Miller: How fearful are you of that some version of that is going to happen, not massive cutting of trees in response to the storm last month, but the lesson that people would take from last month’s storm is, you know what, maybe trees are a problem, maybe tall trees are a problem. Have you heard that from folks?

French: Oh, yes. And that is, I think in general, going on from what we’re hearing from the community of arborists. We’re definitely chatting about our fears of folks removing trees unnecessarily and the impacts that those can have on both the property itself and the other trees on the property, but also as a greater community.

Miller: One thing that I heard right around those storms is that Doug fir, a kind of iconic species here, in the wild, they’re used to growing in communities and they’re buffered from heavy winds because they’re all together which is not the same for a relatively narrow rooted tree, if it’s just a single tree in someone’s yard. Is that true?

French: That’s a really big question. I’ll try to narrow that down for you. We can just talk about any tree rather than focusing on Douglas firs, but trees that are planted in large groups kind of depend on each other the way that they develop. And if we remove some of those trees, the susceptibility of the trees that are still standing is elevated to wind throw. Whereas trees that are open grown with big low branches and a robust trunk and a lot of times a squat, kind of shorter tree, those are the trees that are going to withstand these types of weather systems a lot better. So it has a little bit more to do about the way that they adapt as they’re growing than about the specific species itself.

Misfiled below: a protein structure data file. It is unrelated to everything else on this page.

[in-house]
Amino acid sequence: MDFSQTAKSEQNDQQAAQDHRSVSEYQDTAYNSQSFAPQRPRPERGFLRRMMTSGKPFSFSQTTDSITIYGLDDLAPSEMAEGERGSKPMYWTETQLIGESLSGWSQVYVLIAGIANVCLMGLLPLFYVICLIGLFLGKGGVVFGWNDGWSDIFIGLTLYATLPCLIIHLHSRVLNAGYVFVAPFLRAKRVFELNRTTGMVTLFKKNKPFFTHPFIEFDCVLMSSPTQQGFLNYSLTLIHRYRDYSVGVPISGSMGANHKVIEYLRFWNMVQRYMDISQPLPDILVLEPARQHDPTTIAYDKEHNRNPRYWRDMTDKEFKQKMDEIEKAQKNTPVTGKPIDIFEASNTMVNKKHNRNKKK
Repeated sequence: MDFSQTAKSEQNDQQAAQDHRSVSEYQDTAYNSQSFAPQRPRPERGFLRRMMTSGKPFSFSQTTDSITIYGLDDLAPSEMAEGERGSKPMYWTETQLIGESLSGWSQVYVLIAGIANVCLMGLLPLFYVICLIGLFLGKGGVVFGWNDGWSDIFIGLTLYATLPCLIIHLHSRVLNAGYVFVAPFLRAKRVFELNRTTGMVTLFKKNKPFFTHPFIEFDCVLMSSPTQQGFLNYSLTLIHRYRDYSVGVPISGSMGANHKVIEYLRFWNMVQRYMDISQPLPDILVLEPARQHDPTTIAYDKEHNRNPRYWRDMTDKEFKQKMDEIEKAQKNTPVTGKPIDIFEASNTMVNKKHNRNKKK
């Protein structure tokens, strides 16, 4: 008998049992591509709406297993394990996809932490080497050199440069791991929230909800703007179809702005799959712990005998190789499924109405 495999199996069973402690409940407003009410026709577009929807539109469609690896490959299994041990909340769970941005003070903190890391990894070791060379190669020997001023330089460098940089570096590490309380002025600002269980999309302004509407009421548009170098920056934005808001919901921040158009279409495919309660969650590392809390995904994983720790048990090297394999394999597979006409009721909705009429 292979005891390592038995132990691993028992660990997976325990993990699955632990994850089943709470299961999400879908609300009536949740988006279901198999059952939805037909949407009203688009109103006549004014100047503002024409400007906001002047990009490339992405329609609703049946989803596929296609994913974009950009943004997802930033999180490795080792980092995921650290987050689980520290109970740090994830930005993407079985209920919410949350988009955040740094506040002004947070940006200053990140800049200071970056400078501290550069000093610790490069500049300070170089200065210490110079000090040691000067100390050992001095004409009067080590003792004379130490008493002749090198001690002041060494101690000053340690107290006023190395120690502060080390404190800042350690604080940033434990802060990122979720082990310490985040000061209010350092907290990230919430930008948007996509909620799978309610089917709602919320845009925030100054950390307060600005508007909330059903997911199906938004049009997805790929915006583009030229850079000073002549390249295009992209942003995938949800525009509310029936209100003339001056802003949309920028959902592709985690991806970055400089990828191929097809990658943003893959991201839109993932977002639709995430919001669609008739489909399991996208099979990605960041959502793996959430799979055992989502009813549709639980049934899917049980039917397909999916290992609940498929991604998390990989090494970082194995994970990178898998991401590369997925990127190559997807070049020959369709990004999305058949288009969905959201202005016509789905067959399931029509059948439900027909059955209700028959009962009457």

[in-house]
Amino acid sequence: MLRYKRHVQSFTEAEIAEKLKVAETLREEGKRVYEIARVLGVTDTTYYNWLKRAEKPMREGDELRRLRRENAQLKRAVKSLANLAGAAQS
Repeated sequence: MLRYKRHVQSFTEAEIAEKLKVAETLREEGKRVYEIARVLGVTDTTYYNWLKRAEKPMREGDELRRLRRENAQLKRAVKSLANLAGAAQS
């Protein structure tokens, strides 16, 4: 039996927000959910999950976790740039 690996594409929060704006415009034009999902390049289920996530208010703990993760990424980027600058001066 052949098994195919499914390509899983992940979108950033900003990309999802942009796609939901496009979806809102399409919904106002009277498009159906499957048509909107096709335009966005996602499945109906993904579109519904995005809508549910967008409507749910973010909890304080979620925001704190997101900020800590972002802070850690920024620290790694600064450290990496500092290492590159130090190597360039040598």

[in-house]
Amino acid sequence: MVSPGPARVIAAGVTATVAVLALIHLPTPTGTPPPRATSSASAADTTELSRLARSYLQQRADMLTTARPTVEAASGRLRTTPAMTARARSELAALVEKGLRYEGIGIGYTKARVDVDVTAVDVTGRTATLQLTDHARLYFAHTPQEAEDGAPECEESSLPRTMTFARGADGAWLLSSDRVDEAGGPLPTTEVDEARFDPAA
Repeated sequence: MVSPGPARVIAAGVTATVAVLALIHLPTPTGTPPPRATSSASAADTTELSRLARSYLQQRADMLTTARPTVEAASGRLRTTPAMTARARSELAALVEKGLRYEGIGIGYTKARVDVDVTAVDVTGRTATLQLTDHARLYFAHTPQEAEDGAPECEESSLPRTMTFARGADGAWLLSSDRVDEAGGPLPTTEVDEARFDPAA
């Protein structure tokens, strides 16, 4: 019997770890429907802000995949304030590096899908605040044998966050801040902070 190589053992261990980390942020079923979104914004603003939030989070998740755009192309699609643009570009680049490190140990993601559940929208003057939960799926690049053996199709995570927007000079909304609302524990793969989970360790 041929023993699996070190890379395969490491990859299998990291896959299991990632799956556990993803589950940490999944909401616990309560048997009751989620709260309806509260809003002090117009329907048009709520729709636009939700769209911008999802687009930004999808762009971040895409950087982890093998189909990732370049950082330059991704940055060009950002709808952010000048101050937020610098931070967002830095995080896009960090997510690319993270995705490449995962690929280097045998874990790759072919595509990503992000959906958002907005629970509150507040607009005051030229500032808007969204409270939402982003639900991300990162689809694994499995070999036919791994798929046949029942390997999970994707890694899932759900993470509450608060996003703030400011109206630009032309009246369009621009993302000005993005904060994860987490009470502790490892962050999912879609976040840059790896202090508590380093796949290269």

Miller: I couldn’t have you on the show without asking you about climbing enormous trees because that has been a part of your life as well. What’s it like to be hundreds of feet up in just a massive majestic, hundreds year old tree?

French: Well, I can tell you what it feels like when we come out of a tree like that. We feel like we just stepped off of a ship. So those trees are moving quite a bit all day long up there at 300 feet. Oftentimes, it’s moving back and forth and just the slightest breeze, but there’s almost like a deep murmur or the sound that you can feel as this tree that’s swinging back and forth like a mast on a ship. And yeah, it’s incredible. We would describe it as a place you would think is wet and that’s actually often arid and open, and it looks completely different the way that it looks up there than it does from the ground looking up.

Miller: Well, next time you’re on, we can talk more about this because now I just want to hear more, but the week is done. Brian French, thanks so much for coming in.

French: Hey, you’re very welcome. Thank you.

Miller: Brian French is a certified arborist and the owner of Arboriculture International.